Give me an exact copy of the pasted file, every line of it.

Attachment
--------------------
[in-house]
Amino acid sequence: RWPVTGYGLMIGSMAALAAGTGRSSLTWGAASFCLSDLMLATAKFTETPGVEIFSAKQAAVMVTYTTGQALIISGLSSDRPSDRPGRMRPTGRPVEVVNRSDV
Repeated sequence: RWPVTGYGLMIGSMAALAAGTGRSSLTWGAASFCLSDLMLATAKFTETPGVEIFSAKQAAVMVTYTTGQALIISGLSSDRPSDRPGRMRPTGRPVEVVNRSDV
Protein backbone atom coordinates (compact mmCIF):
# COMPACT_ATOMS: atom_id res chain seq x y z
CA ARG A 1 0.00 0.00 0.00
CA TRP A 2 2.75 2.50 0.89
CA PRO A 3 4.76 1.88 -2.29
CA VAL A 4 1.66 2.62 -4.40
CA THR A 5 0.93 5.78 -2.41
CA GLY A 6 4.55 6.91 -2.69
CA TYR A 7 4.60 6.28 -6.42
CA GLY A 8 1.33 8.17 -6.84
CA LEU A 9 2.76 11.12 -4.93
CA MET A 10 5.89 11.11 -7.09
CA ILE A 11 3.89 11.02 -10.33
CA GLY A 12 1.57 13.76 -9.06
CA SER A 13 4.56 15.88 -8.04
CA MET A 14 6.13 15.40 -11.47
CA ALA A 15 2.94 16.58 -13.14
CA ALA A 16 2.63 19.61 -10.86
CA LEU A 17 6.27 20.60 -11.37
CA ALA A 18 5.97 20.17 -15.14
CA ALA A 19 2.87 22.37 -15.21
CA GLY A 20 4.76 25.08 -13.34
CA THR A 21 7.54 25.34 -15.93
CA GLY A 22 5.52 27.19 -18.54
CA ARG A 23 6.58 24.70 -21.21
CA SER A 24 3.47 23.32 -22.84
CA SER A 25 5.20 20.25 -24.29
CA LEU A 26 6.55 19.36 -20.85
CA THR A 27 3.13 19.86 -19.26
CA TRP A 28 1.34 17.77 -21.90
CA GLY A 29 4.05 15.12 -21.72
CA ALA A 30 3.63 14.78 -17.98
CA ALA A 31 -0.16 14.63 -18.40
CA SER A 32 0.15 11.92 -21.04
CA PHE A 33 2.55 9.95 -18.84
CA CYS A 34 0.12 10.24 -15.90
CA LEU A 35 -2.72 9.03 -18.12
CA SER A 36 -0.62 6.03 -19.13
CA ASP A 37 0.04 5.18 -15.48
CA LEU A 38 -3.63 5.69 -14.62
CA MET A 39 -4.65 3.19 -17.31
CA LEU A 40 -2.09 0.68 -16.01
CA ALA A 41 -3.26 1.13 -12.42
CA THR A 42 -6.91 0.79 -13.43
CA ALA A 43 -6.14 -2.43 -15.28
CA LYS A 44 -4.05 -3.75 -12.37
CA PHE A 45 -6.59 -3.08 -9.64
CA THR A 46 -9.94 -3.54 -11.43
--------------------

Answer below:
[in-house]
Amino acid sequence: RWPVTGYGLMIGSMAALAAGTGRSSLTWGAASFCLSDLMLATAKFTETPGVEIFSAKQAAVMVTYTTGQALIISGLSSDRPSDRPGRMRPTGRPVEVVNRSDV
Repeated sequence: RWPVTGYGLMIGSMAALAAGTGRSSLTWGAASFCLSDLMLATAKFTETPGVEIFSAKQAAVMVTYTTGQALIISGLSSDRPSDRPGRMRPTGRPVEVVNRSDV
Protein backbone atom coordinates (compact mmCIF):
# COMPACT_ATOMS: atom_id res chain seq x y z
CA ARG A 1 0.00 0.00 0.00
CA TRP A 2 2.75 2.50 0.89
CA PRO A 3 4.76 1.88 -2.29
CA VAL A 4 1.66 2.62 -4.40
CA THR A 5 0.93 5.78 -2.41
CA GLY A 6 4.55 6.91 -2.69
CA TYR A 7 4.60 6.28 -6.42
CA GLY A 8 1.33 8.17 -6.84
CA LEU A 9 2.76 11.12 -4.93
CA MET A 10 5.89 11.11 -7.09
CA ILE A 11 3.89 11.02 -10.33
CA GLY A 12 1.57 13.76 -9.06
CA SER A 13 4.56 15.88 -8.04
CA MET A 14 6.13 15.40 -11.47
CA ALA A 15 2.94 16.58 -13.14
CA ALA A 16 2.63 19.61 -10.86
CA LEU A 17 6.27 20.60 -11.37
CA ALA A 18 5.97 20.17 -15.14
CA ALA A 19 2.87 22.37 -15.21
CA GLY A 20 4.76 25.08 -13.34
CA THR A 21 7.54 25.34 -15.93
CA GLY A 22 5.52 27.19 -18.54
CA ARG A 23 6.58 24.70 -21.21
CA SER A 24 3.47 23.32 -22.84
CA SER A 25 5.20 20.25 -24.29
CA LEU A 26 6.55 19.36 -20.85
CA THR A 27 3.13 19.86 -19.26
CA TRP A 28 1.34 17.77 -21.90
CA GLY A 29 4.05 15.12 -21.72
CA ALA A 30 3.63 14.78 -17.98
CA ALA A 31 -0.16 14.63 -18.40
CA SER A 32 0.15 11.92 -21.04
CA PHE A 33 2.55 9.95 -18.84
CA CYS A 34 0.12 10.24 -15.90
CA LEU A 35 -2.72 9.03 -18.12
CA SER A 36 -0.62 6.03 -19.13
CA ASP A 37 0.04 5.18 -15.48
CA LEU A 38 -3.63 5.69 -14.62
CA MET A 39 -4.65 3.19 -17.31
CA LEU A 40 -2.09 0.68 -16.01
CA ALA A 41 -3.26 1.13 -12.42
CA THR A 42 -6.91 0.79 -13.43
CA ALA A 43 -6.14 -2.43 -15.28
CA LYS A 44 -4.05 -3.75 -12.37
CA PHE A 45 -6.59 -3.08 -9.64
CA THR A 46 -9.94 -3.54 -11.43